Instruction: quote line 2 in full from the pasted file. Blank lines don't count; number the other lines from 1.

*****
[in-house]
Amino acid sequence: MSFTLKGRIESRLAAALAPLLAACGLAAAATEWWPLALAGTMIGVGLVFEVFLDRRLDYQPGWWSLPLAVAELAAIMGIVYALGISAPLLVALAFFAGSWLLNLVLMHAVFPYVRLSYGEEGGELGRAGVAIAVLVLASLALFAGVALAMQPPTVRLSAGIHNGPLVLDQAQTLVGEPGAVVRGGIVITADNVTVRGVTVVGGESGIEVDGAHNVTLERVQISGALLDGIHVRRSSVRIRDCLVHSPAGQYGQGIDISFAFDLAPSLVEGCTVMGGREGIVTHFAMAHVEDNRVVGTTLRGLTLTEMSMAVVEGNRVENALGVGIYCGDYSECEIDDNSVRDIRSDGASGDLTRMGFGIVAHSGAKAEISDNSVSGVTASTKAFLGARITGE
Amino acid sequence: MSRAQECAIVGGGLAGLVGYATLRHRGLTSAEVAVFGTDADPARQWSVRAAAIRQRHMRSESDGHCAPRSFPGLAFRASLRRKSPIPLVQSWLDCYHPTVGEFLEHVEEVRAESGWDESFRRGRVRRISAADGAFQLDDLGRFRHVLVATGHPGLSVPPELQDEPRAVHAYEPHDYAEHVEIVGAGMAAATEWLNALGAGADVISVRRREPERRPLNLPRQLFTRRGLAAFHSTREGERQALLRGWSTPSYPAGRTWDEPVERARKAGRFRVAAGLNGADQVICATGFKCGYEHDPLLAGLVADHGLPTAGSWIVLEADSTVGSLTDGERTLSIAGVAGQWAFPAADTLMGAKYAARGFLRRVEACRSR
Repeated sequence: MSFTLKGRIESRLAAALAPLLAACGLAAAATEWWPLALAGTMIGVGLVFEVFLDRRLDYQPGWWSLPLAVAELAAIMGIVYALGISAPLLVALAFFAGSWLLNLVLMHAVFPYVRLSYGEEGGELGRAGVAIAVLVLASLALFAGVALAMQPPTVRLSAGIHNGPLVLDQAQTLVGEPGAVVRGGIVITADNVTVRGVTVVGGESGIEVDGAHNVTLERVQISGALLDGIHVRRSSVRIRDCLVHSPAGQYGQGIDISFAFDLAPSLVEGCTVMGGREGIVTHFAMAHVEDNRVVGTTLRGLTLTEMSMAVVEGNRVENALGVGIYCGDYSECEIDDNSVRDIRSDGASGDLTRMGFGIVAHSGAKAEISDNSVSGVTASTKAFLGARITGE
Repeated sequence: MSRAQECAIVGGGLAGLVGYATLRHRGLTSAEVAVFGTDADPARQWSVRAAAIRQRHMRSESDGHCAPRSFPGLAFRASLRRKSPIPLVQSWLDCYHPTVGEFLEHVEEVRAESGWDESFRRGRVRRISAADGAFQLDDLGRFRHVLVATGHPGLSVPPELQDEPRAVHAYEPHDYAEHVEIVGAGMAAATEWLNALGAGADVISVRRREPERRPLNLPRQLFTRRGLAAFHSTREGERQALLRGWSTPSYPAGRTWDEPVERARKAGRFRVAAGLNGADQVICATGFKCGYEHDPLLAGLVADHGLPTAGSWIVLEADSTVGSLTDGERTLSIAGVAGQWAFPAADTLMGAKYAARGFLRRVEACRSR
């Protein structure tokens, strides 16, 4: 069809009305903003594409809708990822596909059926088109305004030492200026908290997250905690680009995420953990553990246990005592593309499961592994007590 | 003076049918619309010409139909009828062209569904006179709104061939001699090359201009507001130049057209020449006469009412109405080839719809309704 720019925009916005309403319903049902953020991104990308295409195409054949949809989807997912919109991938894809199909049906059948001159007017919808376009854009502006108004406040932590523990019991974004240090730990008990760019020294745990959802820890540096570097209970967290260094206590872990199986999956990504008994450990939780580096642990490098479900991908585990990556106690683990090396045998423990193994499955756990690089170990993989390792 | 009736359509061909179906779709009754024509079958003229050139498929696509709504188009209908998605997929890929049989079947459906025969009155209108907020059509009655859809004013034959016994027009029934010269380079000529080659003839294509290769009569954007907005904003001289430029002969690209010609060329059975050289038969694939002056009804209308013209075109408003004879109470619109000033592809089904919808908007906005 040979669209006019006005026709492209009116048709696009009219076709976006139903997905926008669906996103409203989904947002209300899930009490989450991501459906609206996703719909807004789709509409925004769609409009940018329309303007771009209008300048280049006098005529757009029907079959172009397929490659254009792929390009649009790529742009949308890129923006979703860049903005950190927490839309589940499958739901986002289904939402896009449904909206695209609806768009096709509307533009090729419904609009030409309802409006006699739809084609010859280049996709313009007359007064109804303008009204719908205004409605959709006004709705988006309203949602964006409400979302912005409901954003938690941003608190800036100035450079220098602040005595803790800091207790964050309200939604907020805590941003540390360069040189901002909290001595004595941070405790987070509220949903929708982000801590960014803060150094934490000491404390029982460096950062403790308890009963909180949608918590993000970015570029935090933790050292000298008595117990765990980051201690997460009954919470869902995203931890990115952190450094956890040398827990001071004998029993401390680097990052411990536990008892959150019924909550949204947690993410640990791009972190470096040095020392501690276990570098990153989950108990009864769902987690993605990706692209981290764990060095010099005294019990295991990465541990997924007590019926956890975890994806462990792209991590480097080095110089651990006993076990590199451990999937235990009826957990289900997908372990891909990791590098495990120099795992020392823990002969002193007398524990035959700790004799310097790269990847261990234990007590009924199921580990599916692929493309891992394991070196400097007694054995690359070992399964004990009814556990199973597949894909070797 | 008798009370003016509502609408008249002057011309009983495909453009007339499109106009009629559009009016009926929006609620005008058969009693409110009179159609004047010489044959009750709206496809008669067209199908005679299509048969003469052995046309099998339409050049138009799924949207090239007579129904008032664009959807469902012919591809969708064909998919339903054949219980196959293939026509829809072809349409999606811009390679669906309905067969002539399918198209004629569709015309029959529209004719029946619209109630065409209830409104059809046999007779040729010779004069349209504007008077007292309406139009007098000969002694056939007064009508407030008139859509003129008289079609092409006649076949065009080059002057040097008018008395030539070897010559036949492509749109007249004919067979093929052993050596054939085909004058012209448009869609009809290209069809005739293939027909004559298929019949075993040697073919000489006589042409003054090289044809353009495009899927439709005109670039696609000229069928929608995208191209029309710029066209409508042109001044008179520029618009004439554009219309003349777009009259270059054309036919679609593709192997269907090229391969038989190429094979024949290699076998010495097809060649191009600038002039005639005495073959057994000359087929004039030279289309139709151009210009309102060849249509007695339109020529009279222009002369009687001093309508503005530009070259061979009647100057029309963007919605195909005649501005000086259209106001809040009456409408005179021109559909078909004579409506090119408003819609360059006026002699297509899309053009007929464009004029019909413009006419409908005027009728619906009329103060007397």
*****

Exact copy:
Amino acid sequence: MSFTLKGRIESRLAAALAPLLAACGLAAAATEWWPLALAGTMIGVGLVFEVFLDRRLDYQPGWWSLPLAVAELAAIMGIVYALGISAPLLVALAFFAGSWLLNLVLMHAVFPYVRLSYGEEGGELGRAGVAIAVLVLASLALFAGVALAMQPPTVRLSAGIHNGPLVLDQAQTLVGEPGAVVRGGIVITADNVTVRGVTVVGGESGIEVDGAHNVTLERVQISGALLDGIHVRRSSVRIRDCLVHSPAGQYGQGIDISFAFDLAPSLVEGCTVMGGREGIVTHFAMAHVEDNRVVGTTLRGLTLTEMSMAVVEGNRVENALGVGIYCGDYSECEIDDNSVRDIRSDGASGDLTRMGFGIVAHSGAKAEISDNSVSGVTASTKAFLGARITGE